Please Note:

The Open Access Repository has moved to a new authentication system as of the 1st of November.

Account holders will now be able to login using their University of Tasmania credentials.
If you have trouble logging in please email us on E.Prints@utas.edu.au so we can assist you.

Public users can still access the records in this repository as normal

Open Access Repository

Notes on the physical and zoological relations between Australia and Tasmania

Downloads

Downloads per month over past year

Tenison Woods, Julian Edmund (1874) Notes on the physical and zoological relations between Australia and Tasmania. Monthly Notices of Papers & Proceedings of the Royal Society of Tasmania. pp. 42-54.

[img]
Preview
PDF
tenison-wood-ph...pdf | Download (930kB)
Available under University of Tasmania Standard License.

Abstract

The last two years have been
spent in East Australia, and my short residence in Tasmania
has pointed out curious relations between the natural history
of that part of the Continent and this Island. There can be
no doubt that Tasmania unites features in her natural history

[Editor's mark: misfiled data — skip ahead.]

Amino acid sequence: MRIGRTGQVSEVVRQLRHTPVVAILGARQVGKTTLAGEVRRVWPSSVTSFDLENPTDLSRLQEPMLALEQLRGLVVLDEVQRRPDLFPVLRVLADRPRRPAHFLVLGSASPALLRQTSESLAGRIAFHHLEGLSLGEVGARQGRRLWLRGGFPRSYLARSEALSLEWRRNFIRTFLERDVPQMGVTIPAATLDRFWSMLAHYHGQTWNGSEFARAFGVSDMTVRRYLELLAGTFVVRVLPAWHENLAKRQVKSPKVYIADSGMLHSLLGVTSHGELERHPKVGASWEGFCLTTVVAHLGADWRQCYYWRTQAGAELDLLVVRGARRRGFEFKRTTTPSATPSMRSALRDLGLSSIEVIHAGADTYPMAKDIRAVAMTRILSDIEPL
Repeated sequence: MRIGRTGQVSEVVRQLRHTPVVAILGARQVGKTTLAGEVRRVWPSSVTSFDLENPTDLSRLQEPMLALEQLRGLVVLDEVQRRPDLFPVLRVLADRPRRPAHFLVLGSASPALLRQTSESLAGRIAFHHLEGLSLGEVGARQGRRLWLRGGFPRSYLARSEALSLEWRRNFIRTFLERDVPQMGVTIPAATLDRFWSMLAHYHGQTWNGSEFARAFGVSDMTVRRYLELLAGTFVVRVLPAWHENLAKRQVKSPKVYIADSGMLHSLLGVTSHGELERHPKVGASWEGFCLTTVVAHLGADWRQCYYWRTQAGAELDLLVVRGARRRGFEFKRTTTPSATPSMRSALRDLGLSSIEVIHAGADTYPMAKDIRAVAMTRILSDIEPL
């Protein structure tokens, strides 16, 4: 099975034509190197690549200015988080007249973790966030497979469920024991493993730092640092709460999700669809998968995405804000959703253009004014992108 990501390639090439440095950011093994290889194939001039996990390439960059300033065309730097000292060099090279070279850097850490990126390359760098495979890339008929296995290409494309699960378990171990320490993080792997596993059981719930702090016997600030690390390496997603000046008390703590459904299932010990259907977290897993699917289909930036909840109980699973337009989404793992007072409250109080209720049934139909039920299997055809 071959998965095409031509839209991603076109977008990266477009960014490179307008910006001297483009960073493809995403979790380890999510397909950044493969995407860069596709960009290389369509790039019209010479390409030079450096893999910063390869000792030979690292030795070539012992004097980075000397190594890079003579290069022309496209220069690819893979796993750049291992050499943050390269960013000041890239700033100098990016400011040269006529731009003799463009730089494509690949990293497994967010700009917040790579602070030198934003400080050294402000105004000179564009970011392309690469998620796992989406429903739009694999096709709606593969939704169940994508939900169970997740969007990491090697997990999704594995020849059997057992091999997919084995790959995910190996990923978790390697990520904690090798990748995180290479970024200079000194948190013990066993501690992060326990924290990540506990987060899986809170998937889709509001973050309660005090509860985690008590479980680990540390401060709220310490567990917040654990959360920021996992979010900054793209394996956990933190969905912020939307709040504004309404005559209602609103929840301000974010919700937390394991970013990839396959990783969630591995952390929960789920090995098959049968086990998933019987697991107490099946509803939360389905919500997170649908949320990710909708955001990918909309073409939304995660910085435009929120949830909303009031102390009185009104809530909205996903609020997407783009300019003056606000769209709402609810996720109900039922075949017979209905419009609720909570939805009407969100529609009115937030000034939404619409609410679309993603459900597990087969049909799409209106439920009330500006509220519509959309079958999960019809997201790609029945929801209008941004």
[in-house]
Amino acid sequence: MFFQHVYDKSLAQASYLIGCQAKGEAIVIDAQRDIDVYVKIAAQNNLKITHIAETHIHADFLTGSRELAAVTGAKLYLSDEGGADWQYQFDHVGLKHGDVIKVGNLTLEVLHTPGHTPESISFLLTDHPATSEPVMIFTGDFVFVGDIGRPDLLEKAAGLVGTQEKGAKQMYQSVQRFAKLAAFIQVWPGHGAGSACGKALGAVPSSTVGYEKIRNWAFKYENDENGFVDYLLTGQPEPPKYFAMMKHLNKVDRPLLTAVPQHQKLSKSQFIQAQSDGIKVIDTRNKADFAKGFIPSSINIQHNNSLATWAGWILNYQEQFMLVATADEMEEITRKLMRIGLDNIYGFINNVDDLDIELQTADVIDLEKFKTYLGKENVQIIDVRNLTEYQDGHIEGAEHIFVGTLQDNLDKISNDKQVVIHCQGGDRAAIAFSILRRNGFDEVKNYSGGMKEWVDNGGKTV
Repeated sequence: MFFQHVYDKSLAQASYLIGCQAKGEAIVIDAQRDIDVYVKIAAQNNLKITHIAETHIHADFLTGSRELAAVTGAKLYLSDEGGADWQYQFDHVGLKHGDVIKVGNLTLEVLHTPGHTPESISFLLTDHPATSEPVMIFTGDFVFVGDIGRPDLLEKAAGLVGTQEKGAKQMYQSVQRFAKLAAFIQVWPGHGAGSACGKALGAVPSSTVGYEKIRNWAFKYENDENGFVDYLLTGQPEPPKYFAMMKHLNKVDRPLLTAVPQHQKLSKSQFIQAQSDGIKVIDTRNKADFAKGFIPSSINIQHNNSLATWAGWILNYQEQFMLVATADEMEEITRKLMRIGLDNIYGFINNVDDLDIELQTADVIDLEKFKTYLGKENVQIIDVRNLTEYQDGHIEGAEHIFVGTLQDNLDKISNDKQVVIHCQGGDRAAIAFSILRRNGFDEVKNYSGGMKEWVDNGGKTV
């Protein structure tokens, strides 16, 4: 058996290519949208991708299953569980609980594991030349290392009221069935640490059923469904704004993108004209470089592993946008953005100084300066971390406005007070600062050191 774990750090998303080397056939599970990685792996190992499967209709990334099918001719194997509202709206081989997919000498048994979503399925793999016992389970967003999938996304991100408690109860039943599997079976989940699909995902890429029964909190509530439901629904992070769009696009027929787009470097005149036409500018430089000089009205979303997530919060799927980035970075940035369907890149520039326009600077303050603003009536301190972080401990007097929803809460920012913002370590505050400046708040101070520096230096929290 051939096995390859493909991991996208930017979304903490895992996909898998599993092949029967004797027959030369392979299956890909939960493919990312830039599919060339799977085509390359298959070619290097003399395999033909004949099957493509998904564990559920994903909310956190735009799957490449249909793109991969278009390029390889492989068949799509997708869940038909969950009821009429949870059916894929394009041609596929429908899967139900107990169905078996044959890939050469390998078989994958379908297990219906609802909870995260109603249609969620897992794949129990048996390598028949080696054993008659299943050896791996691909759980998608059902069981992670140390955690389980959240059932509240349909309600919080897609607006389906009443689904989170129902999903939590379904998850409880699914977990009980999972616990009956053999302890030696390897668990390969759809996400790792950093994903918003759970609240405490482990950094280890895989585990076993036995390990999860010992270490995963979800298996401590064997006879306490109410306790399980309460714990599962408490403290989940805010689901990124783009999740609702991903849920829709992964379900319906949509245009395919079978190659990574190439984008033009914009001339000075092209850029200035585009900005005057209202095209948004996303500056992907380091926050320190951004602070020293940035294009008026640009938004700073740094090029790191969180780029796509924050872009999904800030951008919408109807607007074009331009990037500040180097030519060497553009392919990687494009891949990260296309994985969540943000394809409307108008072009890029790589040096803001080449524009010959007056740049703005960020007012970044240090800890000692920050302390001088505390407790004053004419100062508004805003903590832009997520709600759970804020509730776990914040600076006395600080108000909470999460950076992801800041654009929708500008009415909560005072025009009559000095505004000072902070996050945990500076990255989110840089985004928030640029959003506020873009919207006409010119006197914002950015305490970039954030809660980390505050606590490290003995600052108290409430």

which is characteristic of distinct provinces in Australia. If
we take the eastern half of the Continent, we may divide it
into three portions, viz. :The coast region, characterized by a genial
humid climate, with a vegetation in the temperate
regions which is almost tropical in luxuriance, and generally
Asiatic in facies, which is more decided as we proceed northward.

Item Type: Article
Keywords: Royal Society of Tasmania, Van Diemens Land, VDL, Hobart Town, natural sciences, proceedings, records
Journal or Publication Title: Monthly Notices of Papers & Proceedings of the Royal Society of Tasmania
Page Range: pp. 42-54
Collections: Royal Society Collection > Papers & Proceedings of the Royal Society of Tasmania
Additional Information:

Julian Edmund Tenison Woods (15 November 1832 – 7 October 1889) was an English Roman Catholic priest and geologist. In 1843 the Horticultural and Botanical Society of Van Diemen's Land was founded and became the Royal Society of Van Diemen's Land for Horticulture, Botany, and the Advancement of Science in 1844. In 1855 its name changed to Royal Society of Tasmania for Horticulture, Botany, and the Advancement of Science. In 1911 the name was shortened to Royal Society of Tasmania.

Date Deposited: 25 Oct 2012 03:26
Last Modified: 15 Sep 2017 01:07
Item Statistics: View statistics for this item

Actions (login required)

Item Control Page Item Control Page
TOP